George Salmerón

By Rajesh Reddy

George Salmerón grew up hearing how his father was forced to serve in the Mexican Army at age 13 in the early 1900s.

"[My father] saw a bunch of soldiers coming around with a little drum, single-file. All of a sudden, they stopped in front of him. They made a circle completely around him, and they took him off to the Army," Salmerón said. "He was then officially recruited in the Army of Porfirio Diaz."

Rodolfo Saenz

By Lynn Maguire

Through the experiences of being a sharecropper, sailor, father, and landowner, Rodolfo "Rudolph" Saenz has learned the most about education, even though he never passed the sixth grade.

Saenz, along with his parents and five siblings, harvested from land that belonged to someone else.

"It wasn't easy, but it was the only way to survive," Saenz said.

Jess Medina

By Sarah Kleiner

Jess Medina witnessed death for the first time as a little boy when he saw a man get run over by a streetcar.

Because of this experience, Medina says he had no fear when he had to piece together bodies of fellow seamen after a kamikaze crashed into his ship.

Salvador S Leon

By Melanie Boehm

Salvador León had a choice during World War II: either take the automatic deferment provided for a family's last son not in the military, or serve his country.

Salvador went anyway.

"My mom said, 'This country has been good to us, so you do what you think is right,'" León said.

And he did.

Ignacio Guerrero

By Melanie Kudzia

"Go to school, and not only that, pay attention!"

This is one bit of advice Ignacio and Antonia Guerrero passed on to their children and grandchildren. They insist on their family attending school, working hard and succeeding.

Mexican Americans didn’t always have the opportunity to be equally educated. In fact, this was the pre-World War II reality for most Latinos in the United States.

Gilbert Garcia

By Meridith Kohut

There were ways to battle tedium in the long stretches at sea: poker games, movie nights and dishes of ice cream. But for Gilbert Garcia of Houston, Texas, it was mostly the poker winnings he relished.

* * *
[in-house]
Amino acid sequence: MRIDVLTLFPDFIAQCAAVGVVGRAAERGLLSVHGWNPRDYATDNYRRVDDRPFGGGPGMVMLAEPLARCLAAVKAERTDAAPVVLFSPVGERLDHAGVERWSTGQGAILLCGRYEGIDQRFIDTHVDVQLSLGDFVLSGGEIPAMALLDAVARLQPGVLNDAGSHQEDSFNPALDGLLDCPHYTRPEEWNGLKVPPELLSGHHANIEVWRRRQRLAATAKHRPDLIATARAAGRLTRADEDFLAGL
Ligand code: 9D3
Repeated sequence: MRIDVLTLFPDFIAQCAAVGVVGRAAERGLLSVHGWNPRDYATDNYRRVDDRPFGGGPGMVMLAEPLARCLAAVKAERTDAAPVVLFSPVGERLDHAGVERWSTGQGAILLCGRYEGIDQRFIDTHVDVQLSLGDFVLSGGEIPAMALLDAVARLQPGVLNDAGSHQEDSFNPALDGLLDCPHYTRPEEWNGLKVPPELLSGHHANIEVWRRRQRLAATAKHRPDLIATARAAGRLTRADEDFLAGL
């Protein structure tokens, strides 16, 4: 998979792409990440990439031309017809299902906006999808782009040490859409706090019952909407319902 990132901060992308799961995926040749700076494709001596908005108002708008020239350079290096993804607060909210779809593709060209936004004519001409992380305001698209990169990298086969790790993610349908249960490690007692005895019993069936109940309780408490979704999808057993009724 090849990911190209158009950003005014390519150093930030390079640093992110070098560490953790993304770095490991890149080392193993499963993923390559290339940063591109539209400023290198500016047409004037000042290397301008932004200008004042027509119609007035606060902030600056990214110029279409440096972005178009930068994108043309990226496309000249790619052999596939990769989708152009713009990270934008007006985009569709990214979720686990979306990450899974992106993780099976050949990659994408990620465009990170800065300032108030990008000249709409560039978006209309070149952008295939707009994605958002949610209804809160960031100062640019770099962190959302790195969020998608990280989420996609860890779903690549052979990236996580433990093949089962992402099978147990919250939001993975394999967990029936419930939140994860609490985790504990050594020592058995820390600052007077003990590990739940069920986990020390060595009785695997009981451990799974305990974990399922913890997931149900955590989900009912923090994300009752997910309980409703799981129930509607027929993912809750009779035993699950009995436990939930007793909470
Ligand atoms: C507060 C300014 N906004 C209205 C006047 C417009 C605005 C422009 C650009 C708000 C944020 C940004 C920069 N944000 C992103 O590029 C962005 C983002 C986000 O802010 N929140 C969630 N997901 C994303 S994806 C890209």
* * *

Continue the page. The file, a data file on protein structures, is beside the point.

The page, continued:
At sea, Garcia was perhaps the best poker player on ship. He boasts being able to win hands despite other players sharing their cards with one another in an effort to beat him.

Manuel Espinoza

By Xochitl Salazar

Manuel Espinoza's father, Concepción, was struck by lightning in 1930 while working on railroad tracks in Colorado.

The older Espinoza's death had great repercussions: His young widow, Ventura Mendoza Espinoza, and their three sons moved to San Antonio, Texas, to stay with her parents. Ventura began working and her boys helped her out. In time, though, Espinoza would join the Navy and survive battles in the Philippines before returning to start a life of his own.

George Castruita

By Sparkie Anderson

George Castruita has lived a full life. He served in the Pacific in World War II, traveled abroad, witnessed apartheid in South Africa, was chased down by "Paisanos" and had a young woman turn cold when she discovered he was Mexican American.

Castruita was also a firefighter for Los Angeles County for 18 years, before retiring in 1966. He has been married since 1948 to Priscilla Martinez, and is the father of three children and grandfather of eight.

José María Burruel

By Laura Zvonek

As a child, José María Burruel's family lived in a shack on land that didn't belong them: They were, in essence, "squatters." And they were unwelcome. At night, the houses were pelted with stones.

"One morning, we got up, and there was a hole in the tent where the rock had come through the top of the tent and just barely missed my sister's head," Burruel recalled.

The other squatters living on Salt River Valley Project land in Arizona soon put a stop to the discrimination by blocking off both entrances to the territory.

Alberto Bosquez

By Jane O’Brien

Fourteen-year-old Alberto Bosquez grabbed his stack of newspapers in 1941, headed to downtown San Antonio and began dealing them out. "Extra! Extra!" he called out, "Japan bombs Pearl Harbor!"